As Ainali comments, this is totally against the free knowledge ethic. More evenues for what? For hiring even more staff that doesn't even know about the community and the principles that they have behind? This idea sounds to me like a suicide of Wikipedia and its whole concept. My absolute refusal. Next proposal. Xavi Dengra (MESSAGES) 21:02, 13 August 2019 (UTC)
- Personal comment First I would like to acknowledge all the efforts that have gone into this process. The board of course has not considered the recommendations in depth and thus does not have a position yet. I personally view this is a positive and very reasonable source of revenue. This is going to improve the overall quality of our APIs for everyone, well only the very highest users will be expected to pay. If NGOs, education institutions, and research institutions have very high volume usages we will still have the ability to give them free access. Doc James (talk · contribs · email) 16:25, 14 August 2019 (UTC)
- Personal comment Speaking just for myself - I think that if by offering paid API to several big corporations we can improve the quality for everyone, and be able to better serve those who can't pay or just do not have traffic comparable to Google or Amazon scale, this is a great win for everybody. We definitely need to be flexible and open to requests for help and support from organizations with high traffic, but being non-profit (even by default policy). Pundit (talk) 07:21, 15 August 2019 (UTC)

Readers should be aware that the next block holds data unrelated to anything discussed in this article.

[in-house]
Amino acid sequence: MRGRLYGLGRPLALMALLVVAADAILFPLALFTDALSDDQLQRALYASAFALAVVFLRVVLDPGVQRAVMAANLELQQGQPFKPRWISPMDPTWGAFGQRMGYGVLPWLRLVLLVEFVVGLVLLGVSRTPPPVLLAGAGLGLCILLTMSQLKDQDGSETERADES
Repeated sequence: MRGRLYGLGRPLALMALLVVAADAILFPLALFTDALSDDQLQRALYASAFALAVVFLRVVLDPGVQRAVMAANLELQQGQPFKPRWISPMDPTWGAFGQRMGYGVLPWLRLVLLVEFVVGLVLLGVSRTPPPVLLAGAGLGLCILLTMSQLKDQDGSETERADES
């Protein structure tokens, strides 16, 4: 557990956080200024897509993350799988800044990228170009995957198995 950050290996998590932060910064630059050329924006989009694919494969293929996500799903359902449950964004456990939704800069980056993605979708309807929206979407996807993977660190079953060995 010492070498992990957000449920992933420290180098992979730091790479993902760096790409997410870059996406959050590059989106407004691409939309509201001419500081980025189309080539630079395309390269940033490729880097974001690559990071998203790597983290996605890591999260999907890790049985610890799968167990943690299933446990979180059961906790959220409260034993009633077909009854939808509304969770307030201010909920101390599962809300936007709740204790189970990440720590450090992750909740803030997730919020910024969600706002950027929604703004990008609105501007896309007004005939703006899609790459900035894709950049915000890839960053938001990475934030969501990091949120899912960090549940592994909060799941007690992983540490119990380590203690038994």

- I look forward to seeing a short list of 'big players' who are using our APIs in a bulk manner and their methods. Winged Blades of Godric (talk) 07:40, 15 August 2019 (UTC)
I just want to expend what LydiaPintscher already said. Big players have no incentives to do massive use of our APIs even if they were reliable. For them, it's way better to download our content in bulk with regular updates and build their own APIs on top of it, in their own datacenters. This allows them to customize their data storage according to their needs, reduce latencies, have global replications... For example, building a clone of the Wikidata Query Service with a one day replication lag requires to only download the daily edit dump once per day. I am afraid that we are not going to charge these giants but smaller companies that do not have the money and/or the incentives to build their own replicas.